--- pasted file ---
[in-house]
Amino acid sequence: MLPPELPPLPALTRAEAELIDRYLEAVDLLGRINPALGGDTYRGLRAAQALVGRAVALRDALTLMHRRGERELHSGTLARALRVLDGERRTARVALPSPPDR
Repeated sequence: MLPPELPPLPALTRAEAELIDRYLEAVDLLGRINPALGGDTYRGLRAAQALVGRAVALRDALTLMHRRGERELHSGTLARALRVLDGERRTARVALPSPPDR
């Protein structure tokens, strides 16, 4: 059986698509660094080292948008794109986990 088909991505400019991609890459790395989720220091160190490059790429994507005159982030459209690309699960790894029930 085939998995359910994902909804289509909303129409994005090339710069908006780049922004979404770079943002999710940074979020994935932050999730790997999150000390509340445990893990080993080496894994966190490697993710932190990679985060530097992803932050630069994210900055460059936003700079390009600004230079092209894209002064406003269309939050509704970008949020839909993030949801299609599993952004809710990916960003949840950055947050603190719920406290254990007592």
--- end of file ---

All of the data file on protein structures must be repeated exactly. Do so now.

[in-house]
Amino acid sequence: MLPPELPPLPALTRAEAELIDRYLEAVDLLGRINPALGGDTYRGLRAAQALVGRAVALRDALTLMHRRGERELHSGTLARALRVLDGERRTARVALPSPPDR
Repeated sequence: MLPPELPPLPALTRAEAELIDRYLEAVDLLGRINPALGGDTYRGLRAAQALVGRAVALRDALTLMHRRGERELHSGTLARALRVLDGERRTARVALPSPPDR
């Protein structure tokens, strides 16, 4: 059986698509660094080292948008794109986990 088909991505400019991609890459790395989720220091160190490059790429994507005159982030459209690309699960790894029930 085939998995359910994902909804289509909303129409994005090339710069908006780049922004979404770079943002999710940074979020994935932050999730790997999150000390509340445990893990080993080496894994966190490697993710932190990679985060530097992803932050630069994210900055460059936003700079390009600004230079092209894209002064406003269309939050509704970008949020839909993030949801299609599993952004809710990916960003949840950055947050603190719920406290254990007592």